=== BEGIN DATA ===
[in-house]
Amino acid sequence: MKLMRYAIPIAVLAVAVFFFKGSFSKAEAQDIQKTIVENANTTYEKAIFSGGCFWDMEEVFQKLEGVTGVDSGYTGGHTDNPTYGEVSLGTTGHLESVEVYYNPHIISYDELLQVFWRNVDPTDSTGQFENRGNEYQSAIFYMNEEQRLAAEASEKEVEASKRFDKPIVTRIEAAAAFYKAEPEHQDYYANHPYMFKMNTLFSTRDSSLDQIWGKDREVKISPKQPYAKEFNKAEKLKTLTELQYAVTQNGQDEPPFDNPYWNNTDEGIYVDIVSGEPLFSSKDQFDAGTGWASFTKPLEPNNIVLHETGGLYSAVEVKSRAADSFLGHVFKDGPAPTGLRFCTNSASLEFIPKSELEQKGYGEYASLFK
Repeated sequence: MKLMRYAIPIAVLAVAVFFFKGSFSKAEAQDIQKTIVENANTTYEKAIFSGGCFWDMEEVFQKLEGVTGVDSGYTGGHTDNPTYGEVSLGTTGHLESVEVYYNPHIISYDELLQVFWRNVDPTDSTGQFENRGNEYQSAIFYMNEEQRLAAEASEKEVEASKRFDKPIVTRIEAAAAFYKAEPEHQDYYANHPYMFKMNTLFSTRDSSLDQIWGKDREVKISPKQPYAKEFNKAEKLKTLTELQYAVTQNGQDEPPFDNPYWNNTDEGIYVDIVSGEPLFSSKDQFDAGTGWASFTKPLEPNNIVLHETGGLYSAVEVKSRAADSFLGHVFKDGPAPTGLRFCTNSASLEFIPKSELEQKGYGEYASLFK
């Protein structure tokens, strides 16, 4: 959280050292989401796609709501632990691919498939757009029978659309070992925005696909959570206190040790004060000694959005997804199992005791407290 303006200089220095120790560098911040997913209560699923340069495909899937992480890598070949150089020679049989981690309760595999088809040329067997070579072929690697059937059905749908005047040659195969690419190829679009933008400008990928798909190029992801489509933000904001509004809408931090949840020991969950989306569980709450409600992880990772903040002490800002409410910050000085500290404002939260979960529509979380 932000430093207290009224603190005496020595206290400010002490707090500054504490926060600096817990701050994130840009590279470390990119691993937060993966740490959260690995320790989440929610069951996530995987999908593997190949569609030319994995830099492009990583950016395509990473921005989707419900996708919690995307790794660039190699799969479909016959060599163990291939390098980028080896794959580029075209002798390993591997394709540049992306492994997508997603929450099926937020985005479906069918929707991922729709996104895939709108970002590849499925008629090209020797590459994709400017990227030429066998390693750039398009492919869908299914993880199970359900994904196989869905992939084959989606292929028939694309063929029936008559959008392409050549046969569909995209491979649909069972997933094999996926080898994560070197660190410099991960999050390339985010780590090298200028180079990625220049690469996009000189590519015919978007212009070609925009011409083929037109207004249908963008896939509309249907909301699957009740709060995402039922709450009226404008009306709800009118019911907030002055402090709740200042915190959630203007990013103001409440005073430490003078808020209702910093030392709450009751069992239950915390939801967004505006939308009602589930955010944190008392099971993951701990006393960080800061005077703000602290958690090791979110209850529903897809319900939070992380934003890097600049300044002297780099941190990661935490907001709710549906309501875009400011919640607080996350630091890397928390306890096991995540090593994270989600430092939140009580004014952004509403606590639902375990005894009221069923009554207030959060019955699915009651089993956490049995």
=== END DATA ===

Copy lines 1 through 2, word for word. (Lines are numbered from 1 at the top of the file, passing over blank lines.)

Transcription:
[in-house]
Amino acid sequence: MKLMRYAIPIAVLAVAVFFFKGSFSKAEAQDIQKTIVENANTTYEKAIFSGGCFWDMEEVFQKLEGVTGVDSGYTGGHTDNPTYGEVSLGTTGHLESVEVYYNPHIISYDELLQVFWRNVDPTDSTGQFENRGNEYQSAIFYMNEEQRLAAEASEKEVEASKRFDKPIVTRIEAAAAFYKAEPEHQDYYANHPYMFKMNTLFSTRDSSLDQIWGKDREVKISPKQPYAKEFNKAEKLKTLTELQYAVTQNGQDEPPFDNPYWNNTDEGIYVDIVSGEPLFSSKDQFDAGTGWASFTKPLEPNNIVLHETGGLYSAVEVKSRAADSFLGHVFKDGPAPTGLRFCTNSASLEFIPKSELEQKGYGEYASLFK